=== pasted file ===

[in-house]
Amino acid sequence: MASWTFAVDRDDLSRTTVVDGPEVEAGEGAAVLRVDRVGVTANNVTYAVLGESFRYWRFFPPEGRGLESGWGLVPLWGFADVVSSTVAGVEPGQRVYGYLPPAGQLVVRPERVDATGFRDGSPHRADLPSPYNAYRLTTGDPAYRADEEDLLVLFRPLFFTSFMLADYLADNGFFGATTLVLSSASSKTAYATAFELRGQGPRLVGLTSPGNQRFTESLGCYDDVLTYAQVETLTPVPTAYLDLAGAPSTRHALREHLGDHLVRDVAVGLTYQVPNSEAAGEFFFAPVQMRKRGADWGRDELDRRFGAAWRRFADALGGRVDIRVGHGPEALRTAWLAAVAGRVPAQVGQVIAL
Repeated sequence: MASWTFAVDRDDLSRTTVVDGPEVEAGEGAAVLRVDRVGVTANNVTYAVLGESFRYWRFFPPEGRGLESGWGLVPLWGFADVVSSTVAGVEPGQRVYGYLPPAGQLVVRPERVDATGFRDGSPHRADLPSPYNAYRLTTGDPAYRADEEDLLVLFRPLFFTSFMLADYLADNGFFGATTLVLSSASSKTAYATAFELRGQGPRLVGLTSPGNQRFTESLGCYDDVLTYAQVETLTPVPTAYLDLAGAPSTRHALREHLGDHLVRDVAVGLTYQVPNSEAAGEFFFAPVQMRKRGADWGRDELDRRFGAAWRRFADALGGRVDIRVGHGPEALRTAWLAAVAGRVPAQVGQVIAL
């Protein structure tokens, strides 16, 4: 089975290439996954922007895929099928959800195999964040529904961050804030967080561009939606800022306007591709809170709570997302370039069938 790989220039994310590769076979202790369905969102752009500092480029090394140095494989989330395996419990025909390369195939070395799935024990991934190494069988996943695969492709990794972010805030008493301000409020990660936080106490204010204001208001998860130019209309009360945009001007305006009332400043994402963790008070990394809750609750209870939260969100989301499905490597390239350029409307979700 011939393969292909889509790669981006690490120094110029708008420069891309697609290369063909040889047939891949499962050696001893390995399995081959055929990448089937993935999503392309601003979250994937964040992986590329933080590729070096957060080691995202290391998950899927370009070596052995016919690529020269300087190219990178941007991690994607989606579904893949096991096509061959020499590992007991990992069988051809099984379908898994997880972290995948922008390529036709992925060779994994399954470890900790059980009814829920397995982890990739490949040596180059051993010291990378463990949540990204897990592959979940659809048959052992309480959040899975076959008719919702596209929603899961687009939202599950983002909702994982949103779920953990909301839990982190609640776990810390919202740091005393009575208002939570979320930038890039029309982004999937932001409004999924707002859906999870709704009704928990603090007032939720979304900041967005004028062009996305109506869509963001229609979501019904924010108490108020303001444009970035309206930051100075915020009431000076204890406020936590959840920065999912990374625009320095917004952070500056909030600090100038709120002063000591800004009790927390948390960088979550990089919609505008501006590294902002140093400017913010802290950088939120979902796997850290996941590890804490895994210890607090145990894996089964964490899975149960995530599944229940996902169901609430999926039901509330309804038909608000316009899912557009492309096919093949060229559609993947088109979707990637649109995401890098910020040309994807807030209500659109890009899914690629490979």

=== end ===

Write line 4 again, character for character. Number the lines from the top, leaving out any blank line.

């Protein structure tokens, strides 16, 4: 089975290439996954922007895929099928959800195999964040529904961050804030967080561009939606800022306007591709809170709570997302370039069938 790989220039994310590769076979202790369905969102752009500092480029090394140095494989989330395996419990025909390369195939070395799935024990991934190494069988996943695969492709990794972010805030008493301000409020990660936080106490204010204001208001998860130019209309009360945009001007305006009332400043994402963790008070990394809750609750209870939260969100989301499905490597390239350029409307979700 011939393969292909889509790669981006690490120094110029708008420069891309697609290369063909040889047939891949499962050696001893390995399995081959055929990448089937993935999503392309601003979250994937964040992986590329933080590729070096957060080691995202290391998950899927370009070596052995016919690529020269300087190219990178941007991690994607989606579904893949096991096509061959020499590992007991990992069988051809099984379908898994997880972290995948922008390529036709992925060779994994399954470890900790059980009814829920397995982890990739490949040596180059051993010291990378463990949540990204897990592959979940659809048959052992309480959040899975076959008719919702596209929603899961687009939202599950983002909702994982949103779920953990909301839990982190609640776990810390919202740091005393009575208002939570979320930038890039029309982004999937932001409004999924707002859906999870709704009704928990603090007032939720979304900041967005004028062009996305109506869509963001229609979501019904924010108490108020303001444009970035309206930051100075915020009431000076204890406020936590959840920065999912990374625009320095917004952070500056909030600090100038709120002063000591800004009790927390948390960088979550990089919609505008501006590294902002140093400017913010802290950088939120979902796997850290996941590890804490895994210890607090145990894996089964964490899975149960995530599944229940996902169901609430999926039901509330309804038909608000316009899912557009492309096919093949060229559609993947088109979707990637649109995401890098910020040309994807807030209500659109890009899914690629490979």